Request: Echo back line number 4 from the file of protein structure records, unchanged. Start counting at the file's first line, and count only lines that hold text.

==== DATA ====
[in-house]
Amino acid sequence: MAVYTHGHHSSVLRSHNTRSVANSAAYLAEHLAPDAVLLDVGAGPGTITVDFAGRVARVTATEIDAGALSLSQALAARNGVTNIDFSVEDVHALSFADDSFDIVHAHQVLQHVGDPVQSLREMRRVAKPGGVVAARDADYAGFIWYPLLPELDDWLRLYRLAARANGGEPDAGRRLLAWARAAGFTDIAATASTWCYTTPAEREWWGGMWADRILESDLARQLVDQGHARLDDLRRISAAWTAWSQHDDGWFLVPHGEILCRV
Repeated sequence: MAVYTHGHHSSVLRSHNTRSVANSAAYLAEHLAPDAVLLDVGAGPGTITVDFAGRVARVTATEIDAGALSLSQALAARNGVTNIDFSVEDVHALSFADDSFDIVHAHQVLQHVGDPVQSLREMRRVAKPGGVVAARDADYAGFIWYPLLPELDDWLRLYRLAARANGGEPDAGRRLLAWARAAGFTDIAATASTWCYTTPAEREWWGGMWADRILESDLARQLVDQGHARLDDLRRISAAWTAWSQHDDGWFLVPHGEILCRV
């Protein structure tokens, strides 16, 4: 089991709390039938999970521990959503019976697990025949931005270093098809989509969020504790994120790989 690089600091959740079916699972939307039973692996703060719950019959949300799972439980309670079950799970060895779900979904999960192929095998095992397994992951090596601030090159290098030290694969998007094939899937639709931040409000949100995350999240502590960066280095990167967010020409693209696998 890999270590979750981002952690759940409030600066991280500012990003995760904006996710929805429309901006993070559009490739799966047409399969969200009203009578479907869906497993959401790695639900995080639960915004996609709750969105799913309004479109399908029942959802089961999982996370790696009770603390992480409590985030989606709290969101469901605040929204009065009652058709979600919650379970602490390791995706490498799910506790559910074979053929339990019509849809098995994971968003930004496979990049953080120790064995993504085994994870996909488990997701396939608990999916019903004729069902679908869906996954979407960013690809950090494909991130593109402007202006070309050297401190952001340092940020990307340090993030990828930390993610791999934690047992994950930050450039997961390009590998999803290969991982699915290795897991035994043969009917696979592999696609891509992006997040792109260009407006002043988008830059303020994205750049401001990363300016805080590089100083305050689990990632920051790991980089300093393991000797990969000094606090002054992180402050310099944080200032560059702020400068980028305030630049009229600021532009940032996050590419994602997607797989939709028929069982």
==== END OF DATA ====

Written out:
């Protein structure tokens, strides 16, 4: 089991709390039938999970521990959503019976697990025949931005270093098809989509969020504790994120790989 690089600091959740079916699972939307039973692996703060719950019959949300799972439980309670079950799970060895779900979904999960192929095998095992397994992951090596601030090159290098030290694969998007094939899937639709931040409000949100995350999240502590960066280095990167967010020409693209696998 890999270590979750981002952690759940409030600066991280500012990003995760904006996710929805429309901006993070559009490739799966047409399969969200009203009578479907869906497993959401790695639900995080639960915004996609709750969105799913309004479109399908029942959802089961999982996370790696009770603390992480409590985030989606709290969101469901605040929204009065009652058709979600919650379970602490390791995706490498799910506790559910074979053929339990019509849809098995994971968003930004496979990049953080120790064995993504085994994870996909488990997701396939608990999916019903004729069902679908869906996954979407960013690809950090494909991130593109402007202006070309050297401190952001340092940020990307340090993030990828930390993610791999934690047992994950930050450039997961390009590998999803290969991982699915290795897991035994043969009917696979592999696609891509992006997040792109260009407006002043988008830059303020994205750049401001990363300016805080590089100083305050689990990632920051790991980089300093393991000797990969000094606090002054992180402050310099944080200032560059702020400068980028305030630049009229600021532009940032996050590419994602997607797989939709028929069982």